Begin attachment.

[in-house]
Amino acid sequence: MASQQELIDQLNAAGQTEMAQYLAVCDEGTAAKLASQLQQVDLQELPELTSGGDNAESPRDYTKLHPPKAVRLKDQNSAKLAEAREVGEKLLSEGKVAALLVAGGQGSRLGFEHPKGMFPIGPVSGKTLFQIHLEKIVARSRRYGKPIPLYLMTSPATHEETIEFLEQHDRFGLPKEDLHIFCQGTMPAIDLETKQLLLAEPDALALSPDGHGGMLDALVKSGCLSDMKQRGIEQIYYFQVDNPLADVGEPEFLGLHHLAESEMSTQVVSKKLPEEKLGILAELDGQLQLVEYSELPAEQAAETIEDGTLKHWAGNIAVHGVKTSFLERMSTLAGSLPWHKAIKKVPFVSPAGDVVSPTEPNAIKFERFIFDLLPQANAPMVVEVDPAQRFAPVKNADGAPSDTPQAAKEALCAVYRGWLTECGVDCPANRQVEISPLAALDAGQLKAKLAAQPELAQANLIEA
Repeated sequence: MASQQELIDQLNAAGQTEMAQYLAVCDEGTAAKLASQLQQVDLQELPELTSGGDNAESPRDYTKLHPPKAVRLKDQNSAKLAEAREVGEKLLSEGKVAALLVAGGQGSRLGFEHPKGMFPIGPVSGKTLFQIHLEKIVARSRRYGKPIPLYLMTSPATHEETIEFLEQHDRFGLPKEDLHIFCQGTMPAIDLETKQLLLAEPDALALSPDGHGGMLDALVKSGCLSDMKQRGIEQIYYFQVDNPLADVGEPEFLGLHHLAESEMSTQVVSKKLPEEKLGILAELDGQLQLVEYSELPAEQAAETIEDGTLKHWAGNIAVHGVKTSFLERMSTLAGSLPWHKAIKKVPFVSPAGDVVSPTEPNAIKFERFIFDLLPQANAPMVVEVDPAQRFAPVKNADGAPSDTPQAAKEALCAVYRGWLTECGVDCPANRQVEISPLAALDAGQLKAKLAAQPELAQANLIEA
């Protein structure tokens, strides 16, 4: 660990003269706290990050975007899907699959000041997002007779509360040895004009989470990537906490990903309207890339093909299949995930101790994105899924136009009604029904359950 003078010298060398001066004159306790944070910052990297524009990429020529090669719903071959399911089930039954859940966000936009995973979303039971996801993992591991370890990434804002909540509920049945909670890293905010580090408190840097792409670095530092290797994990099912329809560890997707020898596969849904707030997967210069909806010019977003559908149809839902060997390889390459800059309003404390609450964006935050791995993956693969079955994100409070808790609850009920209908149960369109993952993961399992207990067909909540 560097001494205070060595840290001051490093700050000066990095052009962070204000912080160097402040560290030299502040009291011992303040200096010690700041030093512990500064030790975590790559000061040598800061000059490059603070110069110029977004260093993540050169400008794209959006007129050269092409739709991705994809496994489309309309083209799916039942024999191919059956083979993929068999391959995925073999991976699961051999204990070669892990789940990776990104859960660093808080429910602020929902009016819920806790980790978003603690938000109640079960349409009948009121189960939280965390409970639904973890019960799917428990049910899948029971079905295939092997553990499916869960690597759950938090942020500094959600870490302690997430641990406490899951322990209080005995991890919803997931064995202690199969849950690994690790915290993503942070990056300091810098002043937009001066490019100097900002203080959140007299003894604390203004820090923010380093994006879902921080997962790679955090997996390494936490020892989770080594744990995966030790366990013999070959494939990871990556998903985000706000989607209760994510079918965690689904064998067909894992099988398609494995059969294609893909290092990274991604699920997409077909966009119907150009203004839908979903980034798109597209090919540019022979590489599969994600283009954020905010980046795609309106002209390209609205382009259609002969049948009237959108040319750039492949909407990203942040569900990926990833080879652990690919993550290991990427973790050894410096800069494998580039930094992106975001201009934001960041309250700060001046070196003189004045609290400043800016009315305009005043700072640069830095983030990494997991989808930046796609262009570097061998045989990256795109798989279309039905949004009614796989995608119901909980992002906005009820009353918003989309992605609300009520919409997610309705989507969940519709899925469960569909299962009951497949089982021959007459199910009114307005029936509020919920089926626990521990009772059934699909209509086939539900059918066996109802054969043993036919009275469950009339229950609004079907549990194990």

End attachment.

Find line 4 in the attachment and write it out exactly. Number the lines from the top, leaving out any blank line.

């Protein structure tokens, strides 16, 4: 660990003269706290990050975007899907699959000041997002007779509360040895004009989470990537906490990903309207890339093909299949995930101790994105899924136009009604029904359950 003078010298060398001066004159306790944070910052990297524009990429020529090669719903071959399911089930039954859940966000936009995973979303039971996801993992591991370890990434804002909540509920049945909670890293905010580090408190840097792409670095530092290797994990099912329809560890997707020898596969849904707030997967210069909806010019977003559908149809839902060997390889390459800059309003404390609450964006935050791995993956693969079955994100409070808790609850009920209908149960369109993952993961399992207990067909909540 560097001494205070060595840290001051490093700050000066990095052009962070204000912080160097402040560290030299502040009291011992303040200096010690700041030093512990500064030790975590790559000061040598800061000059490059603070110069110029977004260093993540050169400008794209959006007129050269092409739709991705994809496994489309309309083209799916039942024999191919059956083979993929068999391959995925073999991976699961051999204990070669892990789940990776990104859960660093808080429910602020929902009016819920806790980790978003603690938000109640079960349409009948009121189960939280965390409970639904973890019960799917428990049910899948029971079905295939092997553990499916869960690597759950938090942020500094959600870490302690997430641990406490899951322990209080005995991890919803997931064995202690199969849950690994690790915290993503942070990056300091810098002043937009001066490019100097900002203080959140007299003894604390203004820090923010380093994006879902921080997962790679955090997996390494936490020892989770080594744990995966030790366990013999070959494939990871990556998903985000706000989607209760994510079918965690689904064998067909894992099988398609494995059969294609893909290092990274991604699920997409077909966009119907150009203004839908979903980034798109597209090919540019022979590489599969994600283009954020905010980046795609309106002209390209609205382009259609002969049948009237959108040319750039492949909407990203942040569900990926990833080879652990690919993550290991990427973790050894410096800069494998580039930094992106975001201009934001960041309250700060001046070196003189004045609290400043800016009315305009005043700072640069830095983030990494997991989808930046796609262009570097061998045989990256795109798989279309039905949004009614796989995608119901909980992002906005009820009353918003989309992605609300009520919409997610309705989507969940519709899925469960569909299962009951497949089982021959007459199910009114307005029936509020919920089926626990521990009772059934699909209509086939539900059918066996109802054969043993036919009275469950009339229950609004079907549990194990």